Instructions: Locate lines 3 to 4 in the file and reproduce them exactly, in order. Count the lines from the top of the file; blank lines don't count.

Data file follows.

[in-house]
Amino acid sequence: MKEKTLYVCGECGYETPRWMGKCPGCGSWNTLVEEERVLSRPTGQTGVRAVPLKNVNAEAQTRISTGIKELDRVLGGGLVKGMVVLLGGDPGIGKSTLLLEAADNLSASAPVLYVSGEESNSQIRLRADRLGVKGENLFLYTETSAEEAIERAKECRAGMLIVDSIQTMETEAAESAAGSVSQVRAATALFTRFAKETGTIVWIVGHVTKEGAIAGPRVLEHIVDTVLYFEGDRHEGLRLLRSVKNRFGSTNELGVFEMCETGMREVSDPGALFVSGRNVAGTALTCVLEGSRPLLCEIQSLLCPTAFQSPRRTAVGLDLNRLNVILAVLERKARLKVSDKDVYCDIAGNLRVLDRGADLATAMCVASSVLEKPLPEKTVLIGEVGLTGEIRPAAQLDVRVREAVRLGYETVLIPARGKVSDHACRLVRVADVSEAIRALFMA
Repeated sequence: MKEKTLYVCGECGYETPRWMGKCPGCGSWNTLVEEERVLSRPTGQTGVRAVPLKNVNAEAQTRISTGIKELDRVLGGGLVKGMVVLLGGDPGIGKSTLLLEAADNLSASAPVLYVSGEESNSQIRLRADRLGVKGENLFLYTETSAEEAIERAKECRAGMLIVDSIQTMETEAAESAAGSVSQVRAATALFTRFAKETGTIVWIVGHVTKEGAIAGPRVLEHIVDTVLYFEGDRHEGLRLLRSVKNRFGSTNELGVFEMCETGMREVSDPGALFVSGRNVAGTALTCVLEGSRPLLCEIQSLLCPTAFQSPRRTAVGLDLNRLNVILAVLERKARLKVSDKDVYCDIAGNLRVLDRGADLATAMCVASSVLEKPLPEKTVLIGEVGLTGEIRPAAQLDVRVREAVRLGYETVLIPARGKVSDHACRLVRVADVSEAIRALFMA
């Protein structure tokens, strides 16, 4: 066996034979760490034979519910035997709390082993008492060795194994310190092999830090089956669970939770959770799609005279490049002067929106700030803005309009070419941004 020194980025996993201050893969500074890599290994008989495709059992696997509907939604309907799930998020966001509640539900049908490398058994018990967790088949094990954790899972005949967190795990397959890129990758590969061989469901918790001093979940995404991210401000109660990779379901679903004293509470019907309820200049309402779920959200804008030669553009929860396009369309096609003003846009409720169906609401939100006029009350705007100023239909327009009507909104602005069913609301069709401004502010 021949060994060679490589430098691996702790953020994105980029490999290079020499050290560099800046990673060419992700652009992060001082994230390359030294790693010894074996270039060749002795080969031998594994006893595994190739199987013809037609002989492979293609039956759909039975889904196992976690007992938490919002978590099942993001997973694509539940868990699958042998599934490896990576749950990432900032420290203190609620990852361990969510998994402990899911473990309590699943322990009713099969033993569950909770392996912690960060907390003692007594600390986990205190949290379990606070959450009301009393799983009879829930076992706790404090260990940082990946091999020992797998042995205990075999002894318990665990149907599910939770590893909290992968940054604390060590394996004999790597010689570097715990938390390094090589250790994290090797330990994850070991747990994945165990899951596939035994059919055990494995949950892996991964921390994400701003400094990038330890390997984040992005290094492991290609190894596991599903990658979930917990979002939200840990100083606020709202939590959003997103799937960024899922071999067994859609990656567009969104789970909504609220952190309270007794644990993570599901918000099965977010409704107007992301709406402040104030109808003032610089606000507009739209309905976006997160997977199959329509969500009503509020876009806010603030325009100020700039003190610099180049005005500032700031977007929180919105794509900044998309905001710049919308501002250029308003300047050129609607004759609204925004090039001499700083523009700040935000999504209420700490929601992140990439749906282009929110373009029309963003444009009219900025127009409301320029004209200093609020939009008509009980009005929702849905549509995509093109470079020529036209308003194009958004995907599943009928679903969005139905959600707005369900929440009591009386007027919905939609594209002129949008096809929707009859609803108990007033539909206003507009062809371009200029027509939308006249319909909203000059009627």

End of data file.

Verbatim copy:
Repeated sequence: MKEKTLYVCGECGYETPRWMGKCPGCGSWNTLVEEERVLSRPTGQTGVRAVPLKNVNAEAQTRISTGIKELDRVLGGGLVKGMVVLLGGDPGIGKSTLLLEAADNLSASAPVLYVSGEESNSQIRLRADRLGVKGENLFLYTETSAEEAIERAKECRAGMLIVDSIQTMETEAAESAAGSVSQVRAATALFTRFAKETGTIVWIVGHVTKEGAIAGPRVLEHIVDTVLYFEGDRHEGLRLLRSVKNRFGSTNELGVFEMCETGMREVSDPGALFVSGRNVAGTALTCVLEGSRPLLCEIQSLLCPTAFQSPRRTAVGLDLNRLNVILAVLERKARLKVSDKDVYCDIAGNLRVLDRGADLATAMCVASSVLEKPLPEKTVLIGEVGLTGEIRPAAQLDVRVREAVRLGYETVLIPARGKVSDHACRLVRVADVSEAIRALFMA
């Protein structure tokens, strides 16, 4: 066996034979760490034979519910035997709390082993008492060795194994310190092999830090089956669970939770959770799609005279490049002067929106700030803005309009070419941004 020194980025996993201050893969500074890599290994008989495709059992696997509907939604309907799930998020966001509640539900049908490398058994018990967790088949094990954790899972005949967190795990397959890129990758590969061989469901918790001093979940995404991210401000109660990779379901679903004293509470019907309820200049309402779920959200804008030669553009929860396009369309096609003003846009409720169906609401939100006029009350705007100023239909327009009507909104602005069913609301069709401004502010 021949060994060679490589430098691996702790953020994105980029490999290079020499050290560099800046990673060419992700652009992060001082994230390359030294790693010894074996270039060749002795080969031998594994006893595994190739199987013809037609002989492979293609039956759909039975889904196992976690007992938490919002978590099942993001997973694509539940868990699958042998599934490896990576749950990432900032420290203190609620990852361990969510998994402990899911473990309590699943322990009713099969033993569950909770392996912690960060907390003692007594600390986990205190949290379990606070959450009301009393799983009879829930076992706790404090260990940082990946091999020992797998042995205990075999002894318990665990149907599910939770590893909290992968940054604390060590394996004999790597010689570097715990938390390094090589250790994290090797330990994850070991747990994945165990899951596939035994059919055990494995949950892996991964921390994400701003400094990038330890390997984040992005290094492991290609190894596991599903990658979930917990979002939200840990100083606020709202939590959003997103799937960024899922071999067994859609990656567009969104789970909504609220952190309270007794644990993570599901918000099965977010409704107007992301709406402040104030109808003032610089606000507009739209309905976006997160997977199959329509969500009503509020876009806010603030325009100020700039003190610099180049005005500032700031977007929180919105794509900044998309905001710049919308501002250029308003300047050129609607004759609204925004090039001499700083523009700040935000999504209420700490929601992140990439749906282009929110373009029309963003444009009219900025127009409301320029004209200093609020939009008509009980009005929702849905549509995509093109470079020529036209308003194009958004995907599943009928679903969005139905959600707005369900929440009591009386007027919905939609594209002129949008096809929707009859609803108990007033539909206003507009062809371009200029027509939308006249319909909203000059009627």